How to bounce back from your worst mistake

Spoken | August 9, 2016

recovering from a mistakeMost of us don’t like making mistakes. It’s humiliating; we feel stupid; we look bad. We can even lose credibility with colleagues, customers, superiors, family or friends.

But errors are a part of life. We’re human, and failures happen, especially when we are brave enough to take risks. Every major entrepreneur has failed at at least one business. Still, that doesn’t mean that any of us want to be part of that business that fails.

So how does one bounce back after making a really big mistake? You know the kind–the ones that have huge, far-reaching effects, like the guy who incorrectly rerouted some network traffic on Amazon’s Web Services environment that caused an outage taking down the entire network for 24 hours. It was a big mistake, and it was a very public mistake, so therefore very embarrassing for him and far-reaching for Amazon.

That being said, the best widsom I’ve achieved in my 46 years on this planet has been garnered from mistakes, some of which were mere blips and others of which were life-changing doozies. Here’s my advice for dealing with epic fails:

How to bounce back from mistakes

  • Take responsibility In the words of former President Harry S. Truman, “the buck stops here.” He was the leader of the free world at the time, and he willingly took responsibility for his decisions, even the unpopular ones. The best politicians–and CEOs and customer service agents–take responsibility for their mistakes. Owning your error is the first step in recovering from it. Great leaders (and people for that matter) don’t blame others when things go wrong but rather embrace the mistake as a learning experience.
  • Fix it and share it If possible, take steps to fix the mistake. Send out the wrong price in a mass email? Send a contrite apology email with the right price. Kick a cord and cause a system outage? Work with IT to get the system back up and running. Then tell management, customers or the public what happened. In the tech world, we use a process called Root Cause Analysis. When something goes wrong, a group assembles to determine what happened, why and how to prevent it from happening again in a calm and methodical manner. Then everyone affected gets a copy of the RCA report. In business and in customer service, mistakes will always occur. It’s a matter of how you approach them that builds loits how we come back from the mistake that mattersyalty and respect.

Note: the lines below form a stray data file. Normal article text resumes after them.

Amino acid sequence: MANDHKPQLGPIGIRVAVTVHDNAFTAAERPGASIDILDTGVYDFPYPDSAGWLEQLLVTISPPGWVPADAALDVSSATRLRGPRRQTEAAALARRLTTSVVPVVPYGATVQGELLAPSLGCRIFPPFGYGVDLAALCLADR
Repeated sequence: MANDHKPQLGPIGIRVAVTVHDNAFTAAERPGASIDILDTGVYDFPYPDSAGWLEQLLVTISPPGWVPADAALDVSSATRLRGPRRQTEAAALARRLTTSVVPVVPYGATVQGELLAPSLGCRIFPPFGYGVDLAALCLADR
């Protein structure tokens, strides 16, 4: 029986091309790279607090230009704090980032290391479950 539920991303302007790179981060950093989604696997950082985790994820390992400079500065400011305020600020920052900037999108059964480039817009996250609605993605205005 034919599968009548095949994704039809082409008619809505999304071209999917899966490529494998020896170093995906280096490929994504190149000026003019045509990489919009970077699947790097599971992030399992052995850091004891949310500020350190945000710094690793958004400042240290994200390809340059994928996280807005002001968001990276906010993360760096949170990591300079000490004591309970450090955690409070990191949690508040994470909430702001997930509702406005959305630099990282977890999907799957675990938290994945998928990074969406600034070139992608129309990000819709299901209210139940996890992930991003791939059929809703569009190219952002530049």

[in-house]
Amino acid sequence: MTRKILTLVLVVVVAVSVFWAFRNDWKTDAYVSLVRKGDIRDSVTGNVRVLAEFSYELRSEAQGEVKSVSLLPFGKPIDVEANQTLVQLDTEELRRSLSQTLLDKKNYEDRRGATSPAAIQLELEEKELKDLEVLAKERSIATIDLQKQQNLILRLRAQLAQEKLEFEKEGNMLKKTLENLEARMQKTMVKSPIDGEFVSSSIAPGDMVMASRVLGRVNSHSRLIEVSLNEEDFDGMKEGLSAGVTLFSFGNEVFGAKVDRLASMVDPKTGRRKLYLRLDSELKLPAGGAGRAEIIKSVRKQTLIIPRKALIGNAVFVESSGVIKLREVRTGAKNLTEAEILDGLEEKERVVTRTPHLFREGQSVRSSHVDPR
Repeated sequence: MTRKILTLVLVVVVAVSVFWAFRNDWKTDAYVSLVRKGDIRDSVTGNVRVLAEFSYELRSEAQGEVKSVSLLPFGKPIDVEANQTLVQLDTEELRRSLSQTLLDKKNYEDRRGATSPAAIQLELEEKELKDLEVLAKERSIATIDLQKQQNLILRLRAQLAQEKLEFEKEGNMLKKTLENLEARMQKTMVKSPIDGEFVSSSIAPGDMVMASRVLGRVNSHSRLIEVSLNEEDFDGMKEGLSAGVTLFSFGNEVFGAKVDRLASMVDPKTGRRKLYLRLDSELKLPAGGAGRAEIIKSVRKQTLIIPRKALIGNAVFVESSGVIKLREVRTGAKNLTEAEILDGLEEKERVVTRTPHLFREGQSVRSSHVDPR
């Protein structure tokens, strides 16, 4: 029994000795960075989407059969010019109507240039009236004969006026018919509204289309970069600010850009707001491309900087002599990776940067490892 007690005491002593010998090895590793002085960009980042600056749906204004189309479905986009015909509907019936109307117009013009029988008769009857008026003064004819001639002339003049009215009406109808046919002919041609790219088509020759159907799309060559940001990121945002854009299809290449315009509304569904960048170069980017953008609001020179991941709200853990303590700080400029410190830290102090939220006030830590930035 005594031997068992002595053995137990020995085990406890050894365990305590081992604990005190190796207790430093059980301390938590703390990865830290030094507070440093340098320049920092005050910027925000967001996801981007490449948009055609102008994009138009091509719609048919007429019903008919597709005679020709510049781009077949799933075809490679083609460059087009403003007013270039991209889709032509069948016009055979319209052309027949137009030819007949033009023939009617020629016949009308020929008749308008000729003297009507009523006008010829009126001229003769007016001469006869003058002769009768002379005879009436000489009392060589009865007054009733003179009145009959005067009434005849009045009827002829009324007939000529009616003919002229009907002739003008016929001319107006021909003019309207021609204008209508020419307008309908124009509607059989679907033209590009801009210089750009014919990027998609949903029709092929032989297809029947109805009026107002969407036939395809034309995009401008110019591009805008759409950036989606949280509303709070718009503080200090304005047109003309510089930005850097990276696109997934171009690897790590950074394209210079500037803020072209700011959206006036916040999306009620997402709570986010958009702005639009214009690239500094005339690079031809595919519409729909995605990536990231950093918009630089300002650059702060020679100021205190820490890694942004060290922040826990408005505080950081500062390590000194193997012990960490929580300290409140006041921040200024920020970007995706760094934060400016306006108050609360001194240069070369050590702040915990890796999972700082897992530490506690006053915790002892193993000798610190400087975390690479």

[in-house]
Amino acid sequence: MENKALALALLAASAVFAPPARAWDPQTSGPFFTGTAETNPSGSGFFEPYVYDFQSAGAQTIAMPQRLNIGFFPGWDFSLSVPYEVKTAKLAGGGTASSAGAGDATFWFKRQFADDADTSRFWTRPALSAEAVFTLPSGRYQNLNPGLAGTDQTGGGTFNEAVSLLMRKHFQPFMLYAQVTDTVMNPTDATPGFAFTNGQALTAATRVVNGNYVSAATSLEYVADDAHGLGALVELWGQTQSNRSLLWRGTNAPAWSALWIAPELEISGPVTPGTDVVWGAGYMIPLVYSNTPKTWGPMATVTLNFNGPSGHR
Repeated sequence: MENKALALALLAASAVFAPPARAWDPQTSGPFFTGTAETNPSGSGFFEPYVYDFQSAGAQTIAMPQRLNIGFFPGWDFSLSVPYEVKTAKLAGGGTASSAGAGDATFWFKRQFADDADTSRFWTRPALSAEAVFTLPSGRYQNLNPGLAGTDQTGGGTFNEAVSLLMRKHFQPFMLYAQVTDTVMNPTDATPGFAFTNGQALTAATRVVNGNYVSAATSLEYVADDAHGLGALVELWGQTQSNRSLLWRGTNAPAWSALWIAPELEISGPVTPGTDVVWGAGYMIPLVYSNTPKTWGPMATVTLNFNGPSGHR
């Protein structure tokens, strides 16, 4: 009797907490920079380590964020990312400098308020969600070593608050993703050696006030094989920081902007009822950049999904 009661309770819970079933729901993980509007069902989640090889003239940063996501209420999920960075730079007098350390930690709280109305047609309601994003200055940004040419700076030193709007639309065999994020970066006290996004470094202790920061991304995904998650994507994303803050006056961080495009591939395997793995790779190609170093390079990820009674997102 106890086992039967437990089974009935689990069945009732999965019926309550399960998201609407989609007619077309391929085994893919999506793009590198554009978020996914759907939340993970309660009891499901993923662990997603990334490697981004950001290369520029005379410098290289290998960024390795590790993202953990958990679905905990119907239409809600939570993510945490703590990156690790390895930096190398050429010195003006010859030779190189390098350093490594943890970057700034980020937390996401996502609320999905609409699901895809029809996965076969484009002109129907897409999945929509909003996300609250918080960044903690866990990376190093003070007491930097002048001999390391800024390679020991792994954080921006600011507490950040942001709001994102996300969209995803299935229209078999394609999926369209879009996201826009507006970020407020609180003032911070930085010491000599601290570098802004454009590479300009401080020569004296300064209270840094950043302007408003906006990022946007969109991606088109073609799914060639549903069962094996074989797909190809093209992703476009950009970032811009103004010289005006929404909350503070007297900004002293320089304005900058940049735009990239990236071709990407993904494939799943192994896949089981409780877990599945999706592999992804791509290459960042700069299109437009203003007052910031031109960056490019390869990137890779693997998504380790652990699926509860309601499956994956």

• Apologize All too many people and organizations believe that apologizing is a sign of weakness, which is where the ultimate non-apology “We regret any inconvenience this may have caused” came from. Take advantage of this opportunity for engagement with customers or mangement: issue a real apology that includes the word “sorry.” Speak from the heart, and never let the legal department write the apology for you. One of the best apology communications I ever got from a company was from a podcast hosting service, which read, “Oops. We goofed. Sorry about that.” It was a real, honest, human apology. I instantly forgave them and liked them better for it.
  • Learn from it When the embarrassment and emotions of the mistake lessen, find and embrace your takeaway as part of your personal or corporate identity. These life and business lessons make for some of the most powerful stories. Remember that Steve Jobs was fired from Apple–and then came back to lead the business to phenomenal market success. The best business leaders embrace mistakes as a path to growth.

Embracing failure as an opportunity for engagement and a path to future growth is essential to success. So don’t fear making mistakes–you will. Rather, embrace them as an opportunity to shine.

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